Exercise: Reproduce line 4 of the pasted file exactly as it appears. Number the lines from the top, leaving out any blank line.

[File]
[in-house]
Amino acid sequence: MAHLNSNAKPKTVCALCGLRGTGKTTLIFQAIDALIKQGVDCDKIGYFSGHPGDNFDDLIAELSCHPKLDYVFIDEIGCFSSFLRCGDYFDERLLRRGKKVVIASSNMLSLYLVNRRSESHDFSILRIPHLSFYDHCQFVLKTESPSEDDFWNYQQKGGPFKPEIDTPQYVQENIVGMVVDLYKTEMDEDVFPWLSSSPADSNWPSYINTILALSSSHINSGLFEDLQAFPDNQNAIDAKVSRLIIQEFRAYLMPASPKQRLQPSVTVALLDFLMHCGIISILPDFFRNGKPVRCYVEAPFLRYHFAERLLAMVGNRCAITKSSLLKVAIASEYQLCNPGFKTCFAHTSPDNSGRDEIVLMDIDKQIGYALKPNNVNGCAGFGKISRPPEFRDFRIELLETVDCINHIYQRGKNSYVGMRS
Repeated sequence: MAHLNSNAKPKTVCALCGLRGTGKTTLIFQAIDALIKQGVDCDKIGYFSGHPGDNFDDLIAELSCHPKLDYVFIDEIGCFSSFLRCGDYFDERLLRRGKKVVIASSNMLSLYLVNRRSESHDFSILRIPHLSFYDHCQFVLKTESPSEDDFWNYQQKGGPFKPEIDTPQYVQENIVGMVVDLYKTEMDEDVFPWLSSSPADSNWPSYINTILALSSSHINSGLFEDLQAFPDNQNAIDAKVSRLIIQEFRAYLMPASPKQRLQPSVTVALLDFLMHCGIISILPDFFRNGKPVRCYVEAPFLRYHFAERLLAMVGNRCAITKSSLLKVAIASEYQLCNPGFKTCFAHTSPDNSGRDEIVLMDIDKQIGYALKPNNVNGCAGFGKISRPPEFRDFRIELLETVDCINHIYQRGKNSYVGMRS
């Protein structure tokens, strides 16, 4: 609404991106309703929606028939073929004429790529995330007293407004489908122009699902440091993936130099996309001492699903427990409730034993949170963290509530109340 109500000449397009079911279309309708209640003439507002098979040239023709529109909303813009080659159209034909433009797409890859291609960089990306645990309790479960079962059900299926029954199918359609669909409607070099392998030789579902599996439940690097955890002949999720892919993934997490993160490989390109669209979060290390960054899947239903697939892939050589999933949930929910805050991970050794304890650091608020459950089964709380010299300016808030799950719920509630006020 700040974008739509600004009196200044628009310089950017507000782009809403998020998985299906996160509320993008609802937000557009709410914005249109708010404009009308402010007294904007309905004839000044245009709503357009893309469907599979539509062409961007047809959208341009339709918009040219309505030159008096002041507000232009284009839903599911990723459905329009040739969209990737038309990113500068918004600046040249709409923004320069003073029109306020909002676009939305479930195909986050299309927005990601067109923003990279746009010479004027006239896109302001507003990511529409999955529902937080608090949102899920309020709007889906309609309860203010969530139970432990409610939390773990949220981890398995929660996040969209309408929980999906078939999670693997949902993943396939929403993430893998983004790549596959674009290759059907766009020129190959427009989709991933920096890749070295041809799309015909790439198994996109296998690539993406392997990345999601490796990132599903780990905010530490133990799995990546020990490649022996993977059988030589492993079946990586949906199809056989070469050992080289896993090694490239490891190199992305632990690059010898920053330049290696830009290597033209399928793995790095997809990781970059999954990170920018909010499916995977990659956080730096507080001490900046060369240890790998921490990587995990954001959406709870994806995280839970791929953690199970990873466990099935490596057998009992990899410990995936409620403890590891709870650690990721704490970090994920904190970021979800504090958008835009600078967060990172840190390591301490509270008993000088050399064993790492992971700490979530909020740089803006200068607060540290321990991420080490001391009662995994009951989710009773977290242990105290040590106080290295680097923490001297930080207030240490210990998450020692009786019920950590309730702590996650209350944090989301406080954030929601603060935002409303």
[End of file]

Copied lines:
């Protein structure tokens, strides 16, 4: 609404991106309703929606028939073929004429790529995330007293407004489908122009699902440091993936130099996309001492699903427990409730034993949170963290509530109340 109500000449397009079911279309309708209640003439507002098979040239023709529109909303813009080659159209034909433009797409890859291609960089990306645990309790479960079962059900299926029954199918359609669909409607070099392998030789579902599996439940690097955890002949999720892919993934997490993160490989390109669209979060290390960054899947239903697939892939050589999933949930929910805050991970050794304890650091608020459950089964709380010299300016808030799950719920509630006020 700040974008739509600004009196200044628009310089950017507000782009809403998020998985299906996160509320993008609802937000557009709410914005249109708010404009009308402010007294904007309905004839000044245009709503357009893309469907599979539509062409961007047809959208341009339709918009040219309505030159008096002041507000232009284009839903599911990723459905329009040739969209990737038309990113500068918004600046040249709409923004320069003073029109306020909002676009939305479930195909986050299309927005990601067109923003990279746009010479004027006239896109302001507003990511529409999955529902937080608090949102899920309020709007889906309609309860203010969530139970432990409610939390773990949220981890398995929660996040969209309408929980999906078939999670693997949902993943396939929403993430893998983004790549596959674009290759059907766009020129190959427009989709991933920096890749070295041809799309015909790439198994996109296998690539993406392997990345999601490796990132599903780990905010530490133990799995990546020990490649022996993977059988030589492993079946990586949906199809056989070469050992080289896993090694490239490891190199992305632990690059010898920053330049290696830009290597033209399928793995790095997809990781970059999954990170920018909010499916995977990659956080730096507080001490900046060369240890790998921490990587995990954001959406709870994806995280839970791929953690199970990873466990099935490596057998009992990899410990995936409620403890590891709870650690990721704490970090994920904190970021979800504090958008835009600078967060990172840190390591301490509270008993000088050399064993790492992971700490979530909020740089803006200068607060540290321990991420080490001391009662995994009951989710009773977290242990105290040590106080290295680097923490001297930080207030240490210990998450020692009786019920950590309730702590996650209350944090989301406080954030929601603060935002409303």